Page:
Shirley, Goodness and Mercy and Eggs to Lay, Chickens to Hatch are both full of humour, despite their descriptions of poverty and deprivation, and of the impact of apartheid on the community of Riverlea. But Van Wyk was determined to make the point that disadvantaged people are capable of living lives that refute the diminished identities attributed to them by officialdom.
And that is what his humour spoke of: a capacity for resilience and an irrepressible appetite for life, even in straitened circumstances. Without romanticising his early years, he showed that these qualities were to be found in the community he knew so well. And they were abundantly present in him.
Much of his work may be viewed as an enactment of what Njabulo Ndebele has called “the rediscovery of the ordinary”. In the ordinariness of life, he found his inspiration; but his imagination and craftsmanship transformed it into something extraordinary, even magical. “Writing a memoir,” he explains in Eggs to Lay, Chickens to Hatch, “is a little like travelling into your own past. Unlike science fiction, you can’t change the past. But, like science fiction, it does have its own magic.”
Van Wyk pulled no punches when it came to castigating racial and social injustice, and he will always be acknowledged as one of our most important anti-apartheid writers. But stringency was what he came to by necessity, not by choice. His natural inclination was towards warmth, joyfulness and delighted laughter. In his life, as in his writing, he gave expression to the creative spirit at its most generous, capacious and exuberant.
Those who knew him, loved him; and many of those who were acquainted with him only through his writing felt a great affection for him too, and a personal connection with him, for he was the least detached and most inviting of writers. Van Wyk always aspired to making a living as a writer. For years, he worked as an editor (most notably, editing the literary journal Staffrider from 1981 to 1986) and took on whatever came his way. But the dream eluded him. In the last years of his life, however, he had the satisfaction of knowing that at last he could devote all his time and energy to his writing.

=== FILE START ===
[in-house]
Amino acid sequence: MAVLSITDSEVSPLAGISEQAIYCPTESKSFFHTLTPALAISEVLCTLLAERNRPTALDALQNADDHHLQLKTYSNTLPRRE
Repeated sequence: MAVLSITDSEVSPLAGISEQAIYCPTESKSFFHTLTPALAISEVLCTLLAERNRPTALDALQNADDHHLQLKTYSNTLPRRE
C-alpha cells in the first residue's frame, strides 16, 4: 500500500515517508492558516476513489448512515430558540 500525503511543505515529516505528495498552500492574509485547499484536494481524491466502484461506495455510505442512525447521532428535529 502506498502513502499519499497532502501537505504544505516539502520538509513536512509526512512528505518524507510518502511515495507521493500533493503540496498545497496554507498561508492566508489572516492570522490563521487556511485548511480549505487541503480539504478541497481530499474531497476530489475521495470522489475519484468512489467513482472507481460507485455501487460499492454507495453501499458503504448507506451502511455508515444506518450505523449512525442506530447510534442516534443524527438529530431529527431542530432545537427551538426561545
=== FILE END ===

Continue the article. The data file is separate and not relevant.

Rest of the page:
Prolific as he was, there is no doubt that his fertile imagination held many more delights in store for his readers. But the sudden onset of his illness prevented him from completing his second novel for adults, and now the other stories that bubbled within him will remain untold. His death, at a relatively young age, has taken from us a singular talent.
Van Wyk’s family life was a source of much gratification to him. His wife, Kathy, was his first and only love, and their marriage was an exceptionally happy one. In Shirley, Goodness and Mercy, he gives an account of the beginning of their relationship. Towards the end of the chapter, he reflects on the coincidental fact that the surname of his childhood friend was also Van Wyk: “Kathy van Wyk will always be Kathy van Wyk.
She will never change her name to take her husband’s. That’s because our long-time friendship will later turn to love and we’ll get married in 1980, when we’re both a few months away from our 23rd birthdays.” In the last weeks of his life, Chris and Kathy welcomed their first grandchild, a little girl, born to their eldest son Kevin and his wife.
He is survived by Kathy, their sons Kevin and Karl, his father, three brothers and two sisters.
Chris van Wyk: born July 19 1957, died October 3 2014